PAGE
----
Being Customized Without Being Creepy

Seismic is a firm that helps companies – both large and small – create tailored content to reach customers. These days, the “shotgun” approach doesn’t work anymore. Users are far savvier than in years past, which means that they expect a certain level of personalization in each interaction.

Marketing vs Sales
The fundamental difference between the two sides is that one uses data a lot more than the other

The struggle, according to Randy, is to provide that customization without being creepy about it. We’ve all had that experience where an ad pops up on Facebook or Instagram that seems to have come straight from our thoughts. We don’t remember searching for that product or service, but here it is in our timeline.

As a SaaS company, the content has to tow that line well, and that messaging needs to get to both the marketing and sales team. All too often, marketing has created content that speaks to an individual customer, but once that person talks to a sales rep, the rep has no idea about it. In most cases, that sales and marketing coordination disconnect can lead to higher customer churn. Clients expect the company to have a cohesive strategy at all times.

Quality Over Quantity

One anecdote that Randy recounts is how he sold Seismic to one of his enterprise-level clients. Evidently, the company was spending $40 million per year on advertising content but estimated that only about half was delivering toward the bottom line. So, with a perceived loss of $20 million, the cost of Seismic pales in comparison.

What Randy and his team do is go in and figure out what messages are getting to clients and how they can be tailored even more to compel action. So many companies believe that quantity is necessary to stay above the competition. However, a targeted message at the right time can get a lot more traction than 10 generic ones. It’s all about figuring out the when, the why, and the how.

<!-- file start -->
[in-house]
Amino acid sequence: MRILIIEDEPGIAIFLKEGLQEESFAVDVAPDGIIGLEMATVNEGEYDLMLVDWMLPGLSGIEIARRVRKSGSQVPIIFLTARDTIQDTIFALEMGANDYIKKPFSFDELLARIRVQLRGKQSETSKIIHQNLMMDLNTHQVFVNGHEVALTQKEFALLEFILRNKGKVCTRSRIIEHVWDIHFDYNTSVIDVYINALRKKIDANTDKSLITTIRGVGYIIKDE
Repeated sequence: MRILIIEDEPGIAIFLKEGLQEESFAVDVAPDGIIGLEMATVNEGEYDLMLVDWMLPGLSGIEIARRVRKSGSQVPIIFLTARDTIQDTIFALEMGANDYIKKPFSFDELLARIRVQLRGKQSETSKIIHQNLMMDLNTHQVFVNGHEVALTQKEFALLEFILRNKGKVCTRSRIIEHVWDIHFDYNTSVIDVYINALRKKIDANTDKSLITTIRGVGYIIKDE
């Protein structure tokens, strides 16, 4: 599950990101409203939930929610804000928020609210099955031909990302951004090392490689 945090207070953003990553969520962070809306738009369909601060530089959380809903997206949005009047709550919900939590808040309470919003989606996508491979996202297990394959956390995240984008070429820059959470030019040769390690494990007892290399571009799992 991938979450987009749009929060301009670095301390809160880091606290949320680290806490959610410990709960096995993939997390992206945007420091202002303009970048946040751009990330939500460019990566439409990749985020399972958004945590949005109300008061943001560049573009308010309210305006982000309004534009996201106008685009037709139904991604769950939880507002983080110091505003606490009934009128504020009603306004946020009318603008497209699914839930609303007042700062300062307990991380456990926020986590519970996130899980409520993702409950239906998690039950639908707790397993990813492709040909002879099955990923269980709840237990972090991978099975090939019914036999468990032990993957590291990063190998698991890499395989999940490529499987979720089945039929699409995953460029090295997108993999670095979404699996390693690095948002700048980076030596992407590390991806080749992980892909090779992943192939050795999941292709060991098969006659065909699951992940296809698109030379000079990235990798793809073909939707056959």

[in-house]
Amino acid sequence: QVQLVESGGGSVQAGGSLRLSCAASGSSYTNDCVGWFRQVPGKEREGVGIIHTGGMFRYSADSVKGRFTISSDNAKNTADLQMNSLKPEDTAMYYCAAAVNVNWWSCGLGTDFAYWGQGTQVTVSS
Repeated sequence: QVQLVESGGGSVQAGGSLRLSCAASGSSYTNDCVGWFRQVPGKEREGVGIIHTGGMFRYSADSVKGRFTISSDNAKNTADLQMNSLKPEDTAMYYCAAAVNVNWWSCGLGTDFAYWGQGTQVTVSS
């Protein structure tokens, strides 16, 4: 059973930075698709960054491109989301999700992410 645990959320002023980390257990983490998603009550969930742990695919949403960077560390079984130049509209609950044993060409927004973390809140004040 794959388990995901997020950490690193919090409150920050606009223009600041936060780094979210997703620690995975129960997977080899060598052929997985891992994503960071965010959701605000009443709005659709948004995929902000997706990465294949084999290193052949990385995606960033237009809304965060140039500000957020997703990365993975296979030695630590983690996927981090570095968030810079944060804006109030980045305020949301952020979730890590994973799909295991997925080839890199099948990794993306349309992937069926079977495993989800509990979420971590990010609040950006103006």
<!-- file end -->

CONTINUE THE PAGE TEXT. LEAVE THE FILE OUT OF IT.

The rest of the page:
We talk a lot more about creating better sales and marketing coordination, so check out the episode here. And, if you want to find out how to reduce customer churn with Seismic, you can learn more at www.seismic.com.

Episode 034: Great Project Lifecycle Automation with Mark Robinson

Posted on May 11, 2020May 20, 2020Categories The SaaS CX ShowTags , ,   Leave a comment on Episode 034: Great Project Lifecycle Automation with Mark Robinson

In this episode we discussed with Mark Robinson about Kimble Applications is a project automation system that helps SaaS companies figure out how to anticipate needs and address them efficiently

Show Notes

For many SaaS companies, part of the struggle to reduce customer churn comes from a lack of foresight and planning. All too often, projects come along that require various tools and systems, but the company doesn’t adapt its processes to meet demand hence automation can be a solution. In the end, the businesses struggle to retain customers and can’t figure out why.

In this episode of the SaaS CX Show, I’m talking with Mark Robinson, CEO of Kimble Applications. His company helps businesses discover the root problems that come with a project-first mindset and puts them on the right track. We talk a lot about changing one’s perspective and how it can shift a company to become more streamlined and profitable. Here are some highlights.

Looking Forward vs. Looking Back

According to Mark, one problem that plagues most SaaS customer service companies is that they take a hindsight approach to fixing problems and cutting costs. Once a project comes in, so many businesses play catch-up, or they focus on the immediate needs without looking at the road ahead.

Project Automation
Mark Robinson CEO of Kimble Applications.